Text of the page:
How many times could you have made a real contribution to the world, only to retreat back to the warm, bubble bath of your comfort zone, afraid of what others would think of you if you failed?
Like the time you could have spoken up when the leaders were all in the room, and shared your expertise and unique perspective on the problem, but you pulled back, and the opportunity slipped away?
What about the business you dreamed of launching, but shelved the idea because your friends said you were “crazy”, that you should “play it safe” and “not take chances with your retirement?”
Or the beautiful someone you were afraid to approach, for fear you didn’t measure up—fear of being rejected?
At some point, someone who cares about you saw you pull back in one of these moments, and said, “Don’t worry about what other people think…”
Truth is, they’re only half right.
The Whole Truth
Someone once said, “Never accept criticism from someone you’d never take advice from.”
There it is. The truth. Some people in our lives are very, very important, and we should care about what they think. Others are not important, and their input should be highly suspect, and likely best ignored completely.
The people who are important—for whom you should value their opinion, are the people who:
1.) have achieved or are making great progress toward achieving what you're pursuing—people you take take advice from
2.) are instrumental in generating your income so you can pay your bills, or
3.) help and encourage you in other ways to reach your goals
Everyone else can and should be ignored at all costs. Their negativity, criticism and, unfortunately, sometimes even hate, are destructive. The shame they try to smear on you can be crippling.
Research suggests that shame is the most hurtful, negative, destructive emotion anyone can experience.
Consciousness researcher David R. Hawkins ranked it in the lowest level of his scale of human consciousness. He says:
“The level of shame is perilously approximate to death, which may be chosen out of shame as a conscious suicide or more subtly elected by failure to take steps to prolong life, as in “passive suicide.” Death by avoidable accident is common. We all have some awareness of the pain of “losing face,” becoming discredited, or feeling like a “nonperson”. In shame, people hang their heads and slink away, wishing they were invisible. Banishment is a traditional accompaniment of shame and, in the primitive societies from with we all originate, banishment is equivalent to death.”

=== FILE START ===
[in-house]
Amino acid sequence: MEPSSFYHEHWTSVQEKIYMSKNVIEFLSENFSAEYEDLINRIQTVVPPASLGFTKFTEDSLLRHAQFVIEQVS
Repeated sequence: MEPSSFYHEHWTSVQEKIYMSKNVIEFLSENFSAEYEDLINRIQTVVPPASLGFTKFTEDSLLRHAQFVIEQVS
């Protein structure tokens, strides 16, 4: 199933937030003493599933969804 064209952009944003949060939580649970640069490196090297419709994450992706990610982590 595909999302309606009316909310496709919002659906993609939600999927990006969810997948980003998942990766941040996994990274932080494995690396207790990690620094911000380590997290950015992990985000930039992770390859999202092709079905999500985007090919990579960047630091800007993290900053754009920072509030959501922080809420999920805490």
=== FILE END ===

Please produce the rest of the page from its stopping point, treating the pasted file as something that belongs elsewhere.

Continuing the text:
Jen Sincero, in her book, “You Are a Badass”, writes, “Nobody who ever accomplished anything big or new or worth raising a celebratory fist in the air did it from their comfort zone. They risked ridicule and failure and sometimes even death.”
Shame researcher Brené Brown says, “The data proves that vulnerability is essential to whole-hearted living. Vulnerability is not weakness; it is our most accurate measurement of courage. It is to let ourselves be seen and to be honest. It is emotional risk, exposure and uncertainty, and it fuels our daily lives. Vulnerability is the birthplace of innovation, creativity, and change.”
Look, if you’re living a full life, if leaving nothing on the field and no song unsung, it’s going to hurt. A lot.
As Taylor Swift says in her hit song, “Shake It Off”, “Haters gonna hate, so shake it off…”
You will experience shame and embarrassment. People will have opinions about you, what you’re doing, why you’re doing it and how you’re doing it. And of course, whether you’ll succeed at doing it or retreat to them in their nice, safe, messed up world. />
Teddy Roosevelt said, “It is not the critic who counts; not the man who points out how the strong man stumbles, or where the doer of deeds could have done them better. The credit belongs to the man who is actually in the arena, whose face is marred by dust and sweat and blood; who strives valiantly; who errs, who comes up short again and again, because there is no effort without error and shortcoming; but who does actually strive to do the deeds; who knows great enthusiasms, the great devotions; who spends himself in a worthy cause; who at the best knows in the end the triumph of high achievement, and who at the worst, if he fails, at least fails while daring greatly, so that his place shall never be with those cold and timid souls who neither know victory nor defeat.”
May victory be yours.
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